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  #4  
Old 09-30-2020, 02:16 AM
onre onre is offline
230 Tornado
 
Join Date: Sep 10, 2020
Location: Toijala, Finland
Posts: 8
Thanks!


I like old school forums, don't get me even started on what's wrong about the "social media" of today...


I think we'll put a Weber DGV on the engine - we've been talking with a local importer and he's been really helpful with the project. We've figured out correct adapter flanges to retain the stock air cleaner housing and to make it fit on the 1 bbl intake manifold, and should have fairly good idea of what jet sizes to try first. I'll report how it turns out.


Also on the agenda is repairing the tailgate regulator. The problem is that the large cog that sits between the reduction gear and the another large cog has a few missing teeth. Regulators are expensive, I have a lot of time in my hands and figured that I could try repairing it. Plan as of now: carefully cut away the missing teeth and some of the cog, making a sort of wedge shape opening with the wider end towards the middle of the cog. Then, cut a brass plate of appropriate thickness and carefully file it into correct shape so it fits into the cog like a jigsaw puzzle piece. Then, recreate the teeth on this piece of brass. When finished, silver solder it in place. Dunno whether brass is too soft for this though - shouldn't be? I hope the explanation made sense
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  #5  
Old 09-30-2020, 07:44 AM
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Heep-J4000 Heep-J4000 is offline
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Join Date: Feb 09, 2014
Location: Schoorl ,the Nederlands
Posts: 203
Is the tailgate electric or hand powered?

Here is more information about the electric wagoneer tailgate
http://www.ifsja.org/forums/vb/showthread.php?t=176327

If its hand powered , maybe it's easier to find parts in better shape from someone on here or eBay.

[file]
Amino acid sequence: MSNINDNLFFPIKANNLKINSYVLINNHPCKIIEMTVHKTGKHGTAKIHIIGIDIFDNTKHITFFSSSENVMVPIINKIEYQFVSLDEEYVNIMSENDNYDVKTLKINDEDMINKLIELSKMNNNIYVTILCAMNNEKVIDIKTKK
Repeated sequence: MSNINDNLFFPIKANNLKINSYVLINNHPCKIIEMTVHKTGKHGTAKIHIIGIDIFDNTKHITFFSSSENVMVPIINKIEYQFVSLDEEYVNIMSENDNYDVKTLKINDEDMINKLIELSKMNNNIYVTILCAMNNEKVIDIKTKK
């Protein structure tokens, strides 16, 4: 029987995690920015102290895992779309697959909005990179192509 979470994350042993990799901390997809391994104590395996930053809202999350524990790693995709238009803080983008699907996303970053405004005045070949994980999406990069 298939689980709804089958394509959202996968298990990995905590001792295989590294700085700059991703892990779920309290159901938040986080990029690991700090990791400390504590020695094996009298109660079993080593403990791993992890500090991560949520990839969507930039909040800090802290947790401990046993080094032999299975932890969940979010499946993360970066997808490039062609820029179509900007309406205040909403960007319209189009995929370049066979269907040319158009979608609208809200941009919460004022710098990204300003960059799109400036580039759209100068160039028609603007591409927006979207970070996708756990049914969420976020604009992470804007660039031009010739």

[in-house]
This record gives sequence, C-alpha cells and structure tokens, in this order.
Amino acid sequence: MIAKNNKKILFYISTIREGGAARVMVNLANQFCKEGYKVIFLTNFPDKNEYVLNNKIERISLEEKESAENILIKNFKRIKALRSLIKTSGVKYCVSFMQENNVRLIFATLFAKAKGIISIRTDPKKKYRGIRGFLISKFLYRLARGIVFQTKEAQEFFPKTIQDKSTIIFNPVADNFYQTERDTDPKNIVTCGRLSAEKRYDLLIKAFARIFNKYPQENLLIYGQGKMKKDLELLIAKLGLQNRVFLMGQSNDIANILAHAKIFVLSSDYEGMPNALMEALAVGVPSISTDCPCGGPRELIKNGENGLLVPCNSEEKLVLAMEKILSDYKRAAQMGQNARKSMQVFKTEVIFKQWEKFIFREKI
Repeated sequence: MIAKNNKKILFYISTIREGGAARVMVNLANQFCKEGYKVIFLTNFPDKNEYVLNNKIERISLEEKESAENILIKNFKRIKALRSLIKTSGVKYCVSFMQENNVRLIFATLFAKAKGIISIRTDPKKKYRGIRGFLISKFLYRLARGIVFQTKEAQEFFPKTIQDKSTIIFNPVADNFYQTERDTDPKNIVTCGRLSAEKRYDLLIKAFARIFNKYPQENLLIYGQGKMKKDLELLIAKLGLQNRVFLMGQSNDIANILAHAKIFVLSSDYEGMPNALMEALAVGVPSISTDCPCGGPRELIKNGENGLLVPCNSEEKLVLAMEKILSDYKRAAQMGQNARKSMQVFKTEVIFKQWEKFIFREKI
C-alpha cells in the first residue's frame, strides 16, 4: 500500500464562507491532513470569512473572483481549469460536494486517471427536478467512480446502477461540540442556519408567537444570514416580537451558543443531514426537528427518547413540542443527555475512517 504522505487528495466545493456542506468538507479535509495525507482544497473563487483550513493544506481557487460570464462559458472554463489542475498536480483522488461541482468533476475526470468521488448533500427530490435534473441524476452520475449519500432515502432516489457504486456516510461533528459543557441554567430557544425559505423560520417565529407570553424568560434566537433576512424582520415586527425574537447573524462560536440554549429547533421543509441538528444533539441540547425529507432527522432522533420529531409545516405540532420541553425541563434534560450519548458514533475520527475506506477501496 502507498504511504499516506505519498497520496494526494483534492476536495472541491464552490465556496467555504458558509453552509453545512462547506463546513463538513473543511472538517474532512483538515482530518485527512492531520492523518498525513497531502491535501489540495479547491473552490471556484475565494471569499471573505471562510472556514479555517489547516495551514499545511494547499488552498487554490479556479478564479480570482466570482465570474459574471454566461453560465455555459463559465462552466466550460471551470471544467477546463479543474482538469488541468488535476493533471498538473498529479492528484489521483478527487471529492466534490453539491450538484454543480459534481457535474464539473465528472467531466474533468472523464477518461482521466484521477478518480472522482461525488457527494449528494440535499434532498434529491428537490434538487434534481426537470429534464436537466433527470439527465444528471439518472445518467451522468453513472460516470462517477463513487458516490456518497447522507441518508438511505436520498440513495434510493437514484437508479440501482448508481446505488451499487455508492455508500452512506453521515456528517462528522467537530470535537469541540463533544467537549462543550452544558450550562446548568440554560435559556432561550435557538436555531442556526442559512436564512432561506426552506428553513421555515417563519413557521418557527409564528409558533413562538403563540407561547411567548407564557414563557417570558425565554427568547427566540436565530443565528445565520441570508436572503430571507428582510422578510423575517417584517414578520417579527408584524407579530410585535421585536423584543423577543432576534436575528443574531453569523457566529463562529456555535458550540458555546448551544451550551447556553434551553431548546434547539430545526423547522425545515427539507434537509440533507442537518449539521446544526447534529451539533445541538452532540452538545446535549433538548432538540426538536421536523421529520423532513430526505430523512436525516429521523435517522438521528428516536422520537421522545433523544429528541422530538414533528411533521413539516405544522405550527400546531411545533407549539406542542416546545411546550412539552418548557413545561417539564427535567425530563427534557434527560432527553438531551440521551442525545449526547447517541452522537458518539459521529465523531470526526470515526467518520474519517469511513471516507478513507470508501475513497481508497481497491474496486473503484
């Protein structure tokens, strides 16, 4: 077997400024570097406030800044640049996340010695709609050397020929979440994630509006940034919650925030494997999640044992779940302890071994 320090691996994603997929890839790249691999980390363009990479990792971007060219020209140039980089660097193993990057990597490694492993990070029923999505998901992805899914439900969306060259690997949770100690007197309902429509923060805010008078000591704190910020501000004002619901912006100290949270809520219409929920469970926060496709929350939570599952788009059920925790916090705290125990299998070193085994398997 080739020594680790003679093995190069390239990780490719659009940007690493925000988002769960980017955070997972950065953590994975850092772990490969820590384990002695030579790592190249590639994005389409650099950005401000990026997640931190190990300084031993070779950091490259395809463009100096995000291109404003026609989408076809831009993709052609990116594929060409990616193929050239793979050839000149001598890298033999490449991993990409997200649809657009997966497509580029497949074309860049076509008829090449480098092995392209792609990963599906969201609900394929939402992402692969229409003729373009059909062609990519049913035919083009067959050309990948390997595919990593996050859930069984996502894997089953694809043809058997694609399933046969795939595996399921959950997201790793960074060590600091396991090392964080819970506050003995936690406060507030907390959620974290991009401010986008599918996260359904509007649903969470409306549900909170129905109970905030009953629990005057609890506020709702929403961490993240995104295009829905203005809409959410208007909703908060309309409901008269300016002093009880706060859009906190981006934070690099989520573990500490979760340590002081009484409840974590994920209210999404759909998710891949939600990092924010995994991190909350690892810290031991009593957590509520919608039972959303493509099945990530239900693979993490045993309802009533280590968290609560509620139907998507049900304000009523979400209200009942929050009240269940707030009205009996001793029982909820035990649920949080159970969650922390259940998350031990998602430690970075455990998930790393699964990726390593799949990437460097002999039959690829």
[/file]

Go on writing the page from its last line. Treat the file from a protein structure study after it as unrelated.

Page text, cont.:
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  #6  
Old 09-30-2020, 09:01 AM
onre onre is offline
230 Tornado
 
Join Date: Sep 10, 2020
Location: Toijala, Finland
Posts: 8
Hand powered version. Most FSJs in Finland are of later vintage and have electric versions. There is a local retailer who has NOS regulators in stock, I'm just trying to save some money and get to do some fabrication which is always fun. You know, the variant of DIY called DIYF - do it yourself first.
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  #7  
Old 09-30-2020, 11:49 AM
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SOLSAKS SOLSAKS is offline
350 Buick
 
Join Date: Jul 25, 2016
Location: Benson. NC
Posts: 1,458
WELCOME,....nice FSJ !!! dave.
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1976 J-10 HONCHO Fleetside
1982 J-10 Fleetside
1988 grand wagoneer
2004 RUBICON jeep
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  #8  
Old 09-30-2020, 02:20 PM
Heep-J4000's Avatar
Heep-J4000 Heep-J4000 is offline
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Join Date: Feb 09, 2014
Location: Schoorl ,the Nederlands
Posts: 203
Quote:
Originally Posted by onre
Hand powered version. Most FSJs in Finland are of later vintage and have electric versions. There is a local retailer who has NOS regulators in stock, I'm just trying to save some money and get to do some fabrication which is always fun. You know, the variant of DIY called DIYF - do it yourself first.

If you decide to look for another regulator ,I could have a look for you over here in Holland.
I know a person close by were I live , and he has full size jeep parts from time to time.
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  #9  
Old 10-06-2020, 11:30 PM
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letank letank is offline